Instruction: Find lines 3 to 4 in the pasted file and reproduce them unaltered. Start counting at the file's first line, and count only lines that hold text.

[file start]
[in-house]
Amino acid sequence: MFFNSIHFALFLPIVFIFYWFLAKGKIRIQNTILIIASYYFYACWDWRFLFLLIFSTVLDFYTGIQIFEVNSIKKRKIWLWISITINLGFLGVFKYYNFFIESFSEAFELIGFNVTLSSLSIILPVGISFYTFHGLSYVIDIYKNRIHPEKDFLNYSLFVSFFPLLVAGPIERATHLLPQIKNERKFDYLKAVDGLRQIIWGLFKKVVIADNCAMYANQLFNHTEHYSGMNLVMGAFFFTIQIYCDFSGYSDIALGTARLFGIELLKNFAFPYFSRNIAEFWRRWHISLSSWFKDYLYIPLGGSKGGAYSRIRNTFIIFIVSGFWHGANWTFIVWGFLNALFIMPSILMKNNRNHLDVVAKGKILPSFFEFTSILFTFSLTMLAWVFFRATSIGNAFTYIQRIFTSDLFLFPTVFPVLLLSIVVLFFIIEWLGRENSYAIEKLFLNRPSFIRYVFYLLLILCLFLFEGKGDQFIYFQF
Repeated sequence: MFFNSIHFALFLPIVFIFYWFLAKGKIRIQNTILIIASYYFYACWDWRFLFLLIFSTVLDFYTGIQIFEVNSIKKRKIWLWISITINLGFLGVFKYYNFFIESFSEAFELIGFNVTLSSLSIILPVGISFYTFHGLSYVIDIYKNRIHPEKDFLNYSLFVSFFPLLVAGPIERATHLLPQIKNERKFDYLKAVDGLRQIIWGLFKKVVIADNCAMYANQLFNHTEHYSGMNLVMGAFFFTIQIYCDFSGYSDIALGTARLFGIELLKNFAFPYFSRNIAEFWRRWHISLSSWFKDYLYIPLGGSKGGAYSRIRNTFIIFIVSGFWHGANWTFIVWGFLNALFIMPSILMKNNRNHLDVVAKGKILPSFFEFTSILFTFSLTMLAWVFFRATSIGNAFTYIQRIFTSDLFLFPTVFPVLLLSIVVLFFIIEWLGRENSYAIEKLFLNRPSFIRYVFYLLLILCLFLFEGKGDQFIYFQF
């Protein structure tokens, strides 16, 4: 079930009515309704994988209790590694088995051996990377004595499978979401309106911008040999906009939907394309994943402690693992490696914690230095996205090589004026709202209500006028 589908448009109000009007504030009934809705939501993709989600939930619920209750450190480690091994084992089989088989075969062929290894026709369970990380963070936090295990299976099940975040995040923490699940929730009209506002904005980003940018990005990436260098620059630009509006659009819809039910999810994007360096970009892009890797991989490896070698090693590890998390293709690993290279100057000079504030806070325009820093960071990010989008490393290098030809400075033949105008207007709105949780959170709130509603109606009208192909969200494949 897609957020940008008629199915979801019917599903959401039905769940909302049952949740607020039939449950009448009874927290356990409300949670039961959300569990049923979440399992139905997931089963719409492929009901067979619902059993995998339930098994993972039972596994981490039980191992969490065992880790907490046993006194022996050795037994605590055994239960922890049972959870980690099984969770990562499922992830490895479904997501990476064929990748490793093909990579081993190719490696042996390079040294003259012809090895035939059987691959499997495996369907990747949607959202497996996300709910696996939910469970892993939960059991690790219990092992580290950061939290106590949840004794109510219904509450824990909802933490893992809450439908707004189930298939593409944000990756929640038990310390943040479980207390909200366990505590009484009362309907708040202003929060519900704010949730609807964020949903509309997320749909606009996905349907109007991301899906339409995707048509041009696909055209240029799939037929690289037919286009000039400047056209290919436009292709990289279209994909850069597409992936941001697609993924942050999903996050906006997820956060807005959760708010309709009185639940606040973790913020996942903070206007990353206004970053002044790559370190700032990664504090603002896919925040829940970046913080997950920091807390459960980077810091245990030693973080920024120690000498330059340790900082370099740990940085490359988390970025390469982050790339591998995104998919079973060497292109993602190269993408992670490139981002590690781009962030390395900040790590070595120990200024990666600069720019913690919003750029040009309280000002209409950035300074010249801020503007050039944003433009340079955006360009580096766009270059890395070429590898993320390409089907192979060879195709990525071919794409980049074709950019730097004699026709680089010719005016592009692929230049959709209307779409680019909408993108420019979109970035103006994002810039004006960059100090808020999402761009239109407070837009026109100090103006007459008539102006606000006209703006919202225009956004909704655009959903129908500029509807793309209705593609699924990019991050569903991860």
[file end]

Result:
Repeated sequence: MFFNSIHFALFLPIVFIFYWFLAKGKIRIQNTILIIASYYFYACWDWRFLFLLIFSTVLDFYTGIQIFEVNSIKKRKIWLWISITINLGFLGVFKYYNFFIESFSEAFELIGFNVTLSSLSIILPVGISFYTFHGLSYVIDIYKNRIHPEKDFLNYSLFVSFFPLLVAGPIERATHLLPQIKNERKFDYLKAVDGLRQIIWGLFKKVVIADNCAMYANQLFNHTEHYSGMNLVMGAFFFTIQIYCDFSGYSDIALGTARLFGIELLKNFAFPYFSRNIAEFWRRWHISLSSWFKDYLYIPLGGSKGGAYSRIRNTFIIFIVSGFWHGANWTFIVWGFLNALFIMPSILMKNNRNHLDVVAKGKILPSFFEFTSILFTFSLTMLAWVFFRATSIGNAFTYIQRIFTSDLFLFPTVFPVLLLSIVVLFFIIEWLGRENSYAIEKLFLNRPSFIRYVFYLLLILCLFLFEGKGDQFIYFQF
């Protein structure tokens, strides 16, 4: 079930009515309704994988209790590694088995051996990377004595499978979401309106911008040999906009939907394309994943402690693992490696914690230095996205090589004026709202209500006028 589908448009109000009007504030009934809705939501993709989600939930619920209750450190480690091994084992089989088989075969062929290894026709369970990380963070936090295990299976099940975040995040923490699940929730009209506002904005980003940018990005990436260098620059630009509006659009819809039910999810994007360096970009892009890797991989490896070698090693590890998390293709690993290279100057000079504030806070325009820093960071990010989008490393290098030809400075033949105008207007709105949780959170709130509603109606009208192909969200494949 897609957020940008008629199915979801019917599903959401039905769940909302049952949740607020039939449950009448009874927290356990409300949670039961959300569990049923979440399992139905997931089963719409492929009901067979619902059993995998339930098994993972039972596994981490039980191992969490065992880790907490046993006194022996050795037994605590055994239960922890049972959870980690099984969770990562499922992830490895479904997501990476064929990748490793093909990579081993190719490696042996390079040294003259012809090895035939059987691959499997495996369907990747949607959202497996996300709910696996939910469970892993939960059991690790219990092992580290950061939290106590949840004794109510219904509450824990909802933490893992809450439908707004189930298939593409944000990756929640038990310390943040479980207390909200366990505590009484009362309907708040202003929060519900704010949730609807964020949903509309997320749909606009996905349907109007991301899906339409995707048509041009696909055209240029799939037929690289037919286009000039400047056209290919436009292709990289279209994909850069597409992936941001697609993924942050999903996050906006997820956060807005959760708010309709009185639940606040973790913020996942903070206007990353206004970053002044790559370190700032990664504090603002896919925040829940970046913080997950920091807390459960980077810091245990030693973080920024120690000498330059340790900082370099740990940085490359988390970025390469982050790339591998995104998919079973060497292109993602190269993408992670490139981002590690781009962030390395900040790590070595120990200024990666600069720019913690919003750029040009309280000002209409950035300074010249801020503007050039944003433009340079955006360009580096766009270059890395070429590898993320390409089907192979060879195709990525071919794409980049074709950019730097004699026709680089010719005016592009692929230049959709209307779409680019909408993108420019979109970035103006994002810039004006960059100090808020999402761009239109407070837009026109100090103006007459008539102006606000006209703006919202225009956004909704655009959903129908500029509807793309209705593609699924990019991050569903991860």